Styx used to be a Chicago band (and I guess they still are) and thus a hometown favorite on WLS. "Lorelei" rocks harder than "Lady" did and set the stage for the epic "Come Sail Away" a couple of years later. While I don't have a specific memory of "Lorelei", I recall as clear as day junior high shop class (aka industrial arts) a few years later when we all had to pick our projects and all but one of us chose to make something utilizing the stylized (and now classic) Styx logo. The holdout explained that he did not listen to music (what?!?) and was going to make a lamp based on our school's mascot, a bulldog. By the time the school year ended, there was a variety of Styx-shaped lamps, bookends and even a shelf sitting in various stages of completion at the back of the classroom. My project started out as a lamp but I got behind and it ended up just a wooden representation of the unmistakable logo. Got a B+ on it as it was sanded really well and the wood I chose had a really nice grain. (it got thrown away in our last move in 2000.) That kid's bulldog got an A though the class bully, who failed to complete his own project, smashed the poor little bulldog to bits with the largest hammer in the shop. Hear all about "Lorelei" in this concert clip.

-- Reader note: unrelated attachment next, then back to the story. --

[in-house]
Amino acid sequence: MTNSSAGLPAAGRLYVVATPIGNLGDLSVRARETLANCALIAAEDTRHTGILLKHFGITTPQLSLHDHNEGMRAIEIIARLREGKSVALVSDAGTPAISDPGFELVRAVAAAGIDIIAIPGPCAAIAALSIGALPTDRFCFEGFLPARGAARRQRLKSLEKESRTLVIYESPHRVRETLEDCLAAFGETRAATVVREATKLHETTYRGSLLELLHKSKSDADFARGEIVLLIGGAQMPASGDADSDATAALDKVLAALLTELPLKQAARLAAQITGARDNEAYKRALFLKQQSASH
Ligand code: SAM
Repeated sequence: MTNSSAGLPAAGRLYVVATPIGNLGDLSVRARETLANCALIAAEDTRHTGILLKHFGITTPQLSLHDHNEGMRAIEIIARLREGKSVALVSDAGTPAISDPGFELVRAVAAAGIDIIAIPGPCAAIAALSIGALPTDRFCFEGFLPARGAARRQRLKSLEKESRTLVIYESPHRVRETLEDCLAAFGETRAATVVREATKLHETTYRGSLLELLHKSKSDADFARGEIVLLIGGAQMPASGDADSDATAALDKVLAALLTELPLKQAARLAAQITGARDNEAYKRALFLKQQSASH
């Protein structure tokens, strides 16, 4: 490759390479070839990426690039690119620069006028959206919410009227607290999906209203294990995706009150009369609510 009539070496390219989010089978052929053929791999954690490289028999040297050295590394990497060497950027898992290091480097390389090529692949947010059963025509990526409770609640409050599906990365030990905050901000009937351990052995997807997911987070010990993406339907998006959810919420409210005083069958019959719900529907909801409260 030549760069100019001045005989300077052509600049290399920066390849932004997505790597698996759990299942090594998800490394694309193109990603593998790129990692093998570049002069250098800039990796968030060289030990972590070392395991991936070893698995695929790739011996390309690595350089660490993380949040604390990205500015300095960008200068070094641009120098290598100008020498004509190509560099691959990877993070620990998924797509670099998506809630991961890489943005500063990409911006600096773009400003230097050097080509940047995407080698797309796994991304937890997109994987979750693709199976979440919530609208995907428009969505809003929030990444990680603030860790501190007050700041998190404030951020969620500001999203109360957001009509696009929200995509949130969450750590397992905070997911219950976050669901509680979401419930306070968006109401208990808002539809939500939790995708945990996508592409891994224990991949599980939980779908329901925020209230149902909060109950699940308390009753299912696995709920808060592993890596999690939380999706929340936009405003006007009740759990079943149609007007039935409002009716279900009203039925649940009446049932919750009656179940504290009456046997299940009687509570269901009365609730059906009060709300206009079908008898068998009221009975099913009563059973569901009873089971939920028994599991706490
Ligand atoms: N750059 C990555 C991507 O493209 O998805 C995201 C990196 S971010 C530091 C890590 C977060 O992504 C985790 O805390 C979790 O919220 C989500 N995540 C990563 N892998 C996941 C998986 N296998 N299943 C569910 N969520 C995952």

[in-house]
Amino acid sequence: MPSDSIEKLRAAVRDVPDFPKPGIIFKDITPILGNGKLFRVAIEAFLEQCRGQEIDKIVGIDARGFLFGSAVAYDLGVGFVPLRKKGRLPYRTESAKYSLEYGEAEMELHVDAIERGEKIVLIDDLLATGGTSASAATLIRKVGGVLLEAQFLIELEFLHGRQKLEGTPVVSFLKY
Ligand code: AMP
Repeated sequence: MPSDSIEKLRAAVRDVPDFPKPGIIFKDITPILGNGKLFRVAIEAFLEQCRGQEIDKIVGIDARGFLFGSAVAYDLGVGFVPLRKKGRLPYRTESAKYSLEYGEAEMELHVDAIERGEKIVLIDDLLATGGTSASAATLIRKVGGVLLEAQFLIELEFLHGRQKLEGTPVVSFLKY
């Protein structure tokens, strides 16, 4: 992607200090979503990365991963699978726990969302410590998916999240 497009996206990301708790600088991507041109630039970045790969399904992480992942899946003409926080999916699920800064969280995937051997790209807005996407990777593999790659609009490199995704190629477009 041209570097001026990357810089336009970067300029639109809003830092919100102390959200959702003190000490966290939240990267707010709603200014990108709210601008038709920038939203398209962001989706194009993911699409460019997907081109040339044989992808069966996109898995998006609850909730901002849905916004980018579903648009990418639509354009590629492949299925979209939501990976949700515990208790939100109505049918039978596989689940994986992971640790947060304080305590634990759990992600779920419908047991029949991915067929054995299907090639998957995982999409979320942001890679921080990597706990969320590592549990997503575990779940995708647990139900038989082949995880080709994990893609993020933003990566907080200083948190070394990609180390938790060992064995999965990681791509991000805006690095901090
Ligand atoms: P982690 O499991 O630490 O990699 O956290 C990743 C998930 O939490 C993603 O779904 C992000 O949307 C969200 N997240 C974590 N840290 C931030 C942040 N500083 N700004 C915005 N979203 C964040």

Silver's "Wham Bam Shang-A-Lang" reminds me of Starbuck's "Moonlight Feels Right" and Orleans with "Still The One" which are both favorite songs of mine. This was a Top 10 monster on WLS and I'm honestly surprised at myself for not rating it higher. Vicki liked it enough to write her name on it. Many of my 45s from 1976-1980 have my name, grade and home room number on them which is why I don't use my own scans. The info was required if you wanted to a) have your records played at after-school dances or b) be a DJ for 15 minutes or more at the after-school dances. The info was supposed to prevent people from stealing your records yet a certain thief (Russell!) still attempted to rip me off by blatantly erasing my name and writing his own in the white space created by the eraser even though his handwriting did not match the grade and homeroom I had written.